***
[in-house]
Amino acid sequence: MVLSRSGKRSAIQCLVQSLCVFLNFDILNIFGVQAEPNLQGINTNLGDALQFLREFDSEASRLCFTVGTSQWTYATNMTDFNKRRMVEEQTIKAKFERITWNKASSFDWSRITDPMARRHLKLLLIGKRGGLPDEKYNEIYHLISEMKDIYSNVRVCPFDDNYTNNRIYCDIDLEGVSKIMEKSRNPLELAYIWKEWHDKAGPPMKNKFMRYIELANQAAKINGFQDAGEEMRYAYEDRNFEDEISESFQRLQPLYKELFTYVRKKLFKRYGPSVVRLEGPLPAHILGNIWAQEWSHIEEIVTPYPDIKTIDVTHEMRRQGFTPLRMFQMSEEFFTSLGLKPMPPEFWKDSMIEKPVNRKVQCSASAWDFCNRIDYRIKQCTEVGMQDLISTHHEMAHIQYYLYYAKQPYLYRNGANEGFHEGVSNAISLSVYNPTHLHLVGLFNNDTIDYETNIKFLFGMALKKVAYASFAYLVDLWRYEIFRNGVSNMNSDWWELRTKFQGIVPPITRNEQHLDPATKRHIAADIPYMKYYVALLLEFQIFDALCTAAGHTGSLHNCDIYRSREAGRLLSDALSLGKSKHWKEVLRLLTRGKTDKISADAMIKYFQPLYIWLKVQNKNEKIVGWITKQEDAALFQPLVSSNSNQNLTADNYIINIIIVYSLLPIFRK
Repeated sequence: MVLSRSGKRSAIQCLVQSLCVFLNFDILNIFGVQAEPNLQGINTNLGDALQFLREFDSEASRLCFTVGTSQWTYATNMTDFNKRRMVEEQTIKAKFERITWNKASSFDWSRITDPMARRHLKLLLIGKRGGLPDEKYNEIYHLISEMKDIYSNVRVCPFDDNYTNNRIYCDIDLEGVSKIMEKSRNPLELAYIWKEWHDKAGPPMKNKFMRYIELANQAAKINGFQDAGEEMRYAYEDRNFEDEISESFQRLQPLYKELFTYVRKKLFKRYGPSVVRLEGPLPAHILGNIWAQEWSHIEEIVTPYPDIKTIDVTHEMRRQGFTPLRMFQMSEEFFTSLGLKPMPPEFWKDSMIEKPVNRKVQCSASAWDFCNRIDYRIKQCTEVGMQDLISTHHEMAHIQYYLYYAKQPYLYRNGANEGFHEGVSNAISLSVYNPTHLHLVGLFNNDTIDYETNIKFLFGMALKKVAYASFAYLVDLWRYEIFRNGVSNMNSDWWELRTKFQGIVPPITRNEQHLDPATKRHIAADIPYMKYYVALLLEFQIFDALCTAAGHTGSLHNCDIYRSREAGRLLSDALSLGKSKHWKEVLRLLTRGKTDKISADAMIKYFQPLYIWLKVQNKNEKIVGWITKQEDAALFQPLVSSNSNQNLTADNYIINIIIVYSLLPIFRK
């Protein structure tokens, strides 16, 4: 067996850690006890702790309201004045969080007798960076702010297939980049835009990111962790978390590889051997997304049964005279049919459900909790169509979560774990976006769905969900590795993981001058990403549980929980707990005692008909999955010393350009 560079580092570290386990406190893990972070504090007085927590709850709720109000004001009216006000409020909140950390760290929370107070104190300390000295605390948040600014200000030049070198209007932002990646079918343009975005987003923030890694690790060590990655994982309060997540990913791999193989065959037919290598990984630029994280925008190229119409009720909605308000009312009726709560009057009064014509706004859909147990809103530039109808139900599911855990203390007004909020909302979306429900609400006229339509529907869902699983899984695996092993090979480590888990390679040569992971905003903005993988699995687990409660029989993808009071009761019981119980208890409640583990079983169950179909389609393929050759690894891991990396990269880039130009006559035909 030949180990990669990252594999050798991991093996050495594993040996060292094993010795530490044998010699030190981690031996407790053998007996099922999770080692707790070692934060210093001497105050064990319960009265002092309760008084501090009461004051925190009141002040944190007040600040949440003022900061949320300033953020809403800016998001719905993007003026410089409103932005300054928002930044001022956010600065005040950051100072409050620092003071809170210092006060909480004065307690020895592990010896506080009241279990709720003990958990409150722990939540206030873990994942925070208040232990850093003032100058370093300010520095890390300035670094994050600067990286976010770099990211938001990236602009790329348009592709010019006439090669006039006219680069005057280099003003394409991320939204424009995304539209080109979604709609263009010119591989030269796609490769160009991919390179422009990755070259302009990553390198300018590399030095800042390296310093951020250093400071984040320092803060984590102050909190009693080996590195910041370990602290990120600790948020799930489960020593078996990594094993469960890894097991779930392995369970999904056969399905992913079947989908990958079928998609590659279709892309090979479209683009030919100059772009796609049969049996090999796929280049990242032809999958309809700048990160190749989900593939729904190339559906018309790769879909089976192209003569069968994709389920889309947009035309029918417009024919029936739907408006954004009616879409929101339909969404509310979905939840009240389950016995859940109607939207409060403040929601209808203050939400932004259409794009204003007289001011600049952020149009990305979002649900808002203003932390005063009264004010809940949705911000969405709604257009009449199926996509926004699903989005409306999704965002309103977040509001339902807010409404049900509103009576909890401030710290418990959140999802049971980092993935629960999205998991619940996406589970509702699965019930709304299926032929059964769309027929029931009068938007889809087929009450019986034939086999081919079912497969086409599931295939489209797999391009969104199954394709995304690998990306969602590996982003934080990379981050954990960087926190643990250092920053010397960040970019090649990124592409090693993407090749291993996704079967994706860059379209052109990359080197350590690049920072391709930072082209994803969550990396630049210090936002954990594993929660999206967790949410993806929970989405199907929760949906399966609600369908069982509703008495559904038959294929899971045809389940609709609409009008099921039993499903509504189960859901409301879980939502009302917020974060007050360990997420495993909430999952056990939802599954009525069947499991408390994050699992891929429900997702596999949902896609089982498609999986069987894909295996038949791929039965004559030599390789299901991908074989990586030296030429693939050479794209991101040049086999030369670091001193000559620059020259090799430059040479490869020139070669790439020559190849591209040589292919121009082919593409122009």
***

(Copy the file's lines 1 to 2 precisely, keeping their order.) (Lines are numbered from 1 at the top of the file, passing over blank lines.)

[in-house]
Amino acid sequence: MVLSRSGKRSAIQCLVQSLCVFLNFDILNIFGVQAEPNLQGINTNLGDALQFLREFDSEASRLCFTVGTSQWTYATNMTDFNKRRMVEEQTIKAKFERITWNKASSFDWSRITDPMARRHLKLLLIGKRGGLPDEKYNEIYHLISEMKDIYSNVRVCPFDDNYTNNRIYCDIDLEGVSKIMEKSRNPLELAYIWKEWHDKAGPPMKNKFMRYIELANQAAKINGFQDAGEEMRYAYEDRNFEDEISESFQRLQPLYKELFTYVRKKLFKRYGPSVVRLEGPLPAHILGNIWAQEWSHIEEIVTPYPDIKTIDVTHEMRRQGFTPLRMFQMSEEFFTSLGLKPMPPEFWKDSMIEKPVNRKVQCSASAWDFCNRIDYRIKQCTEVGMQDLISTHHEMAHIQYYLYYAKQPYLYRNGANEGFHEGVSNAISLSVYNPTHLHLVGLFNNDTIDYETNIKFLFGMALKKVAYASFAYLVDLWRYEIFRNGVSNMNSDWWELRTKFQGIVPPITRNEQHLDPATKRHIAADIPYMKYYVALLLEFQIFDALCTAAGHTGSLHNCDIYRSREAGRLLSDALSLGKSKHWKEVLRLLTRGKTDKISADAMIKYFQPLYIWLKVQNKNEKIVGWITKQEDAALFQPLVSSNSNQNLTADNYIINIIIVYSLLPIFRK